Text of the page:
BETHESDA, Md--The National Cancer Advisory Board (NCAB) will seriously consider the suggestion of one of its members to send a strong message to Congress regarding cancer research.
BETHESDA, Md--The National Cancer Advisory Board (NCAB) will seriouslyconsider the suggestion of one of its members to send a strongmessage to Congress regarding cancer research.
Philip S. Schein, MD, chairman and CEO, U.S. Bioscience, Inc.,told the Board, "We need to let Congress and the Administrationknow that the war on cancer is not over, and that to cut fundingwould be a serious mistake. Despite the recognized advances thathave been made in the management of specific tumors, current statisticssuggest that 50% of newly diagnosed patients will die of theirdisease. The status quo is clearly unacceptable."
He then recommended that the Board prepare and transmit a resolutionabout the importance of continuing cancer research. Members ofthe NCAB agreed and asked Dr. Schein to draft a message.
Fear of the consequences of a proposed 27% cut in NIH fundingby the year 2000 dominated the NCAB meeting. Edward J. Sondik,MD, acting director of the NCI, exhorted committee members tothink about how their own institutions, as well as the NCI, willadapt to the reduction in funding. "It means that there willhave to be changes in the way we do business," he said. "Allprograms will be affected." [See "Scientists Must Adaptto Reduced NIH Funds" for Dr. W. Maxwell Cowan's view onhow funding cuts may affect research.]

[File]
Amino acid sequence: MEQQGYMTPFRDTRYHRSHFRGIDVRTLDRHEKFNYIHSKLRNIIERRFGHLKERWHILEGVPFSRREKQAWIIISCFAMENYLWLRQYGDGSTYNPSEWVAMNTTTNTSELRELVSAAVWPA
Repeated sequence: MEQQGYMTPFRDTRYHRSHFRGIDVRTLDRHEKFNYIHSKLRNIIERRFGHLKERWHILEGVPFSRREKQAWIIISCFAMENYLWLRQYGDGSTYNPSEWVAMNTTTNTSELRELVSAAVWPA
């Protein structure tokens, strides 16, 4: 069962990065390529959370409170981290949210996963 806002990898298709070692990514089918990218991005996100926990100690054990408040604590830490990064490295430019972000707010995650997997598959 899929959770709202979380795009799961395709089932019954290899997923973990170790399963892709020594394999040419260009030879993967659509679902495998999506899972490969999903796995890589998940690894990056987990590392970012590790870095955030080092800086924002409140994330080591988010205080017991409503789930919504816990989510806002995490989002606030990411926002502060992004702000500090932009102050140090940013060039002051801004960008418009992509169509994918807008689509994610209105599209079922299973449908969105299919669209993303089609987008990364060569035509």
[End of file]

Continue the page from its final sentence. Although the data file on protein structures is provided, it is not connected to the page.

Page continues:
NCI core grants, while not the biggest revenue source for cancercenters, are one of the most important. "They provide leveragefor other revenue, and they lend a nurturing aspect to the sciencedone at an institution," said Robert Young, MD, president,Fox Chase Cancer Center.
Dr. Young and two other cancer center directors present at themeeting also cited health-care reform as a major threat to cancercenters. They fear that changes in the health-care system currentlytaking place across the country may limit patients' access tocenters of excellence; seriously jeopardize payment for the patientcare component of clinical trials; threaten the amount of researchfunds that academic health-care centers can raise from the privatesector; limit patients' access to oncologists; and imperil innovationbecause clinical trials, as currently done, cost more than ordinarycare.
Comprehensive cancer centers are the best places for doing translationalresearch, and translational research is a major hope for the conquestof cancer, said Martin D. Abeloff, director, Johns Hopkins OncologyCenter.
He said that his Center has expanded from singular to multidepartmentalfunction, with focus on cancer prevention, genetics, early detectionand diagnosis, and innovative therapies.
"We require flexibility in the way we use our limited fundsso that we can achieve the highest possible productivity, andcan take risks and be innovative," Dr. Abeloff said. As health-carereform proceeds, he said, cancer centers may be in danger of becomingan anachronism.